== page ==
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AIB survey shows services industry now is coping better with lockdown 

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AIB's Oliver Mangan

AIB's Oliver Mangan

AIB's Oliver Mangan

Ireland's services sector rebounded sharply last month, driven by growth in new business and exports, according to the latest analysis from AIB.

The services sector – which spans industries from bars and hotels to banking – is the biggest contributor to the country's economy.

The Services PMI reading rose to 54.6 in March, from 41.2 in February. This was the first expansion in services activity since December, and the strongest rate of growth since February last year, just before the country went into its first lockdown.

Growth of overall business activity was driven by a revival in demand in March, with firms reporting increased customer enquiries as well as the start of new projects that had been held up by the Covid-19 pandemic.

New business rose for only the second time in 13 months, and at a much faster rate than the previous increase last August.

This partly reflected improving export demand, which grew for the first time since February 2020.

Companies reported stronger sales to European and United States markets, as well as the resumption of UK business following a pause at the start of 2021.

Oliver Mangan, AIB chief economist, said the latest Services PMI figures signal “improved business conditions in the sector rather than activity returning to more normal levels”.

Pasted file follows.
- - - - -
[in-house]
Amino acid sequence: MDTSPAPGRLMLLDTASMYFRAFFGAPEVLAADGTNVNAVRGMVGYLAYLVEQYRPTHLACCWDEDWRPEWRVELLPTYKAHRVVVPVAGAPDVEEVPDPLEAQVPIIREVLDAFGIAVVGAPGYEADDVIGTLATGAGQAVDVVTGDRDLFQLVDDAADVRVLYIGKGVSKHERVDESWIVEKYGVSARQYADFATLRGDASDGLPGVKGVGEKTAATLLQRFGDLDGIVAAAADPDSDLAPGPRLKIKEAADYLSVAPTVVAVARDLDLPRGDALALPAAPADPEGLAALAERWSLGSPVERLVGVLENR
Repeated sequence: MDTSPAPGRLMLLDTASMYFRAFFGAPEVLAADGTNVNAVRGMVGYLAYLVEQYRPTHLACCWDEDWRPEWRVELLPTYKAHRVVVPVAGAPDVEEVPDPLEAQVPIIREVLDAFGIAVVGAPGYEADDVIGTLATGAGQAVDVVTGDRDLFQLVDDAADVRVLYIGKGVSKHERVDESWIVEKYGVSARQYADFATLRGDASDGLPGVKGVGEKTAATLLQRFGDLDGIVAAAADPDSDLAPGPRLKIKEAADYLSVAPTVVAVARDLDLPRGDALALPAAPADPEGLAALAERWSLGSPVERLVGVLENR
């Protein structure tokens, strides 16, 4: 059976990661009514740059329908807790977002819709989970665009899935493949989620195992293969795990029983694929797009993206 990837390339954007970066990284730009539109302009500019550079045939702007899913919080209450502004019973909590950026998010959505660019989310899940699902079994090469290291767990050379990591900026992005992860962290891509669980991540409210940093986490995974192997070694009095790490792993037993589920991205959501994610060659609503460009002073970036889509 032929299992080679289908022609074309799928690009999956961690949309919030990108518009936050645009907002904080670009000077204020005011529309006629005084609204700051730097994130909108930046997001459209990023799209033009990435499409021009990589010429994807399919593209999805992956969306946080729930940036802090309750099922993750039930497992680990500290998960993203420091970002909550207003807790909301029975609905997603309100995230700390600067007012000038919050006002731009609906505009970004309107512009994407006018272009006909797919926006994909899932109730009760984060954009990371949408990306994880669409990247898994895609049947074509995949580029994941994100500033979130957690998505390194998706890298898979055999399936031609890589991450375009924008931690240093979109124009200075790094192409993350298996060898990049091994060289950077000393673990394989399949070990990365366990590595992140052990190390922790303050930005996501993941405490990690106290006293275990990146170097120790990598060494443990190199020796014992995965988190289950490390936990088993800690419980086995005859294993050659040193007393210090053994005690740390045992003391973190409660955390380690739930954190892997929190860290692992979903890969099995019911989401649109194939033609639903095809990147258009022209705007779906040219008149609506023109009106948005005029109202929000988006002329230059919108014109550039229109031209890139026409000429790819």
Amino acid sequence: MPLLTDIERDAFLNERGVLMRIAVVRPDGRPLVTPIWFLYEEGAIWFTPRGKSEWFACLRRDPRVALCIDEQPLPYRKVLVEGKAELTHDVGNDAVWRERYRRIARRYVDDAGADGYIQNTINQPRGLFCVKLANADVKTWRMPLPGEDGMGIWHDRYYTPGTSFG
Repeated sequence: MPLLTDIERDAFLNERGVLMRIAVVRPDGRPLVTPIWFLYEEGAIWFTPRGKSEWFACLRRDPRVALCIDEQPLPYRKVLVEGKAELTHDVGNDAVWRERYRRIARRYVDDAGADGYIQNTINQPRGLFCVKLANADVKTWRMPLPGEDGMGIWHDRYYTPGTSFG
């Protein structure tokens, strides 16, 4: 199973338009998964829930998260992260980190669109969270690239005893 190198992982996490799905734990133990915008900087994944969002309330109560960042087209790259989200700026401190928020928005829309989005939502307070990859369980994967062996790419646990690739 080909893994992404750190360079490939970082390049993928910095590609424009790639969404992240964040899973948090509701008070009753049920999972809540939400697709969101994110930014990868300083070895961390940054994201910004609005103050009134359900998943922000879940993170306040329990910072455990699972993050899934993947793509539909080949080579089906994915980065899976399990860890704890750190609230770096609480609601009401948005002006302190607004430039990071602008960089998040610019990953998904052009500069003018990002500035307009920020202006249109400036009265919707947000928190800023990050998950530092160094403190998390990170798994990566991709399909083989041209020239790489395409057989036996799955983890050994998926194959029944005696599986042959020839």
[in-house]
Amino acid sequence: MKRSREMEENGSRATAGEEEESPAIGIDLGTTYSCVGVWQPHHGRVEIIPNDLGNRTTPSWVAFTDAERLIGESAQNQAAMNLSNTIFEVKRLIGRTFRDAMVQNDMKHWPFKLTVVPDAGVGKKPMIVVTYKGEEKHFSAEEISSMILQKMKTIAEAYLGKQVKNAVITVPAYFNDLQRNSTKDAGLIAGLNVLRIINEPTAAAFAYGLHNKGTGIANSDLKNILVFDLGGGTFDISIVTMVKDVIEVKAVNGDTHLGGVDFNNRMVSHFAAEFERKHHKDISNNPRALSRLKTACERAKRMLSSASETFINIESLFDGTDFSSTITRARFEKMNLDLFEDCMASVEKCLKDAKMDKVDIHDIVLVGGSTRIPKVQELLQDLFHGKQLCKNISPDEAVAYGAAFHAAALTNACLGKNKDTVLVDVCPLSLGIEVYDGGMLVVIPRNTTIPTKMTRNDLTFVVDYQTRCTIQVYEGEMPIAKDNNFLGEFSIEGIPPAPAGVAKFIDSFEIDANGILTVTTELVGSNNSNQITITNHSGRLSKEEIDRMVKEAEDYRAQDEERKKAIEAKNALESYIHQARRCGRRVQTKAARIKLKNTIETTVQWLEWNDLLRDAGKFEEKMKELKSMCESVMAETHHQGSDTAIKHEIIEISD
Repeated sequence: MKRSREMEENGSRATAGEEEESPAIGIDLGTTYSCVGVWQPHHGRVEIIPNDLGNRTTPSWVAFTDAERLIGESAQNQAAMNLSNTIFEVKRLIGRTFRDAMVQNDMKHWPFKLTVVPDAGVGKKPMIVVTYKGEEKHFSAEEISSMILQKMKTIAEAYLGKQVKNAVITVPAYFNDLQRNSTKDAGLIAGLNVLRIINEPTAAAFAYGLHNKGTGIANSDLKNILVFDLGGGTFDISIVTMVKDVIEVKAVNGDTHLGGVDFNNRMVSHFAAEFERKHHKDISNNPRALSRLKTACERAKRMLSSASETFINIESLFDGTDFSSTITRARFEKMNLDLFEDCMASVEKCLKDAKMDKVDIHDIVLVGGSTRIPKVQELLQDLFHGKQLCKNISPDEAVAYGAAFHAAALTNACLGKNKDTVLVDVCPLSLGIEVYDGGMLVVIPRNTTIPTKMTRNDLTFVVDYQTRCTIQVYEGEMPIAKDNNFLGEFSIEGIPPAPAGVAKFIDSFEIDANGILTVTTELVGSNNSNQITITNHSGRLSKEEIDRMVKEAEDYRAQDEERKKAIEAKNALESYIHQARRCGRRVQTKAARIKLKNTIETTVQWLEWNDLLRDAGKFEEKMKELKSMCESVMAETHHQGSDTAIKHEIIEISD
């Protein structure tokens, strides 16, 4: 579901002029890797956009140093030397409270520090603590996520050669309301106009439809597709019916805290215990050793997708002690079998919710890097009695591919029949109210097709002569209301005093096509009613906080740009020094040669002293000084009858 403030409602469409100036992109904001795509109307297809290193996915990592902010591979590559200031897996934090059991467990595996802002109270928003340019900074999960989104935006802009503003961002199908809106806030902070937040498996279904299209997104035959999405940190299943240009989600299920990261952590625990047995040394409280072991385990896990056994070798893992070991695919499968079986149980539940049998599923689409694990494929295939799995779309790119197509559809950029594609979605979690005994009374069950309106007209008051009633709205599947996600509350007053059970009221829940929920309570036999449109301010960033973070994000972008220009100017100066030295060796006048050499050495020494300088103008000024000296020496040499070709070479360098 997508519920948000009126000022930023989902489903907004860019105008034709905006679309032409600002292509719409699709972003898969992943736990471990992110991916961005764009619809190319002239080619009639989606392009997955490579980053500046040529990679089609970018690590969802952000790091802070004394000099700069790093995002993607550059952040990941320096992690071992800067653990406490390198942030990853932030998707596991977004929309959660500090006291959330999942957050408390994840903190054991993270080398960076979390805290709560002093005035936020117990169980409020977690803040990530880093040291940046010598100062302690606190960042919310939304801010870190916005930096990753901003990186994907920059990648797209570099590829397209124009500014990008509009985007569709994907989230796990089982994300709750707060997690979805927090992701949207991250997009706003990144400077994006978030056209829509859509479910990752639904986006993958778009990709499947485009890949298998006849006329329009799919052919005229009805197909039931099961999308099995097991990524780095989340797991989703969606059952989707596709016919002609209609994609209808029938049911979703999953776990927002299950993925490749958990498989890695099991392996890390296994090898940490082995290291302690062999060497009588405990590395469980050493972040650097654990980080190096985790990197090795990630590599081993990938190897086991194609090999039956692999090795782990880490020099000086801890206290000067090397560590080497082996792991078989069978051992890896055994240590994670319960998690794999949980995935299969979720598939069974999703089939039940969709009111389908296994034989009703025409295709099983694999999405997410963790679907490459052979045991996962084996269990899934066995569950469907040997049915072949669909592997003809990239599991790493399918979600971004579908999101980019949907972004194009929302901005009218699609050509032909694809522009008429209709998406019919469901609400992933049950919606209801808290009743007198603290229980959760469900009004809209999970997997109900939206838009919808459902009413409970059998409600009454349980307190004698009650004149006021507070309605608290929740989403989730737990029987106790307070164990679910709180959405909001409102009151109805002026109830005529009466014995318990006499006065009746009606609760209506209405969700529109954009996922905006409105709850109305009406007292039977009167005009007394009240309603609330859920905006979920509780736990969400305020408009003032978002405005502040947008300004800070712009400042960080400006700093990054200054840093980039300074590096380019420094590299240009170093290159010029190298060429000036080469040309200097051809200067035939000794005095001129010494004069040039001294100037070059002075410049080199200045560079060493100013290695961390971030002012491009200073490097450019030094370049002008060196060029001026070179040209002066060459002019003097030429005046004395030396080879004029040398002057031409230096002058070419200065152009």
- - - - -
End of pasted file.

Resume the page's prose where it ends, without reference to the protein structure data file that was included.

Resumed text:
“Much of the services sector remains in lockdown, but the data suggest some businesses are now better able to cope with Covid restrictions,” he added.

On the back of increased demand employment rose for only the second time since the start of the Covid-19 pandemic.

The increase in hiring employees also reflected improving sentiment among Irish service providers, with expectations for activity in 12 months' time at a 33-month high last month.

Companies widely expected normal trading conditions and travel to resume over the coming year, enabled by vaccination programmes and the lifting of lockdown restrictions.

While there was a strong rate of business expansion in the financial services sector, activity in transport, tourism and leisure declined for the eighth month running, but at the slowest rate since last August.

When it comes to prices and costs, input price inflation accelerated sharply in March to a 13-month high.

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Anecdotal evidence from survey respondents linked the greater cost pressures to fuel, shipping, insurance, wages, raw materials and Brexit. In response, firms raised their own charges to protect profit margins, however, the rate of inflation was weaker than in recent years prior to the pandemic.

“All sectors are experiencing a severe margin squeeze, with further sharp increases in input costs, but limited ability to pass these on in higher prices,” Mr Mangan said.


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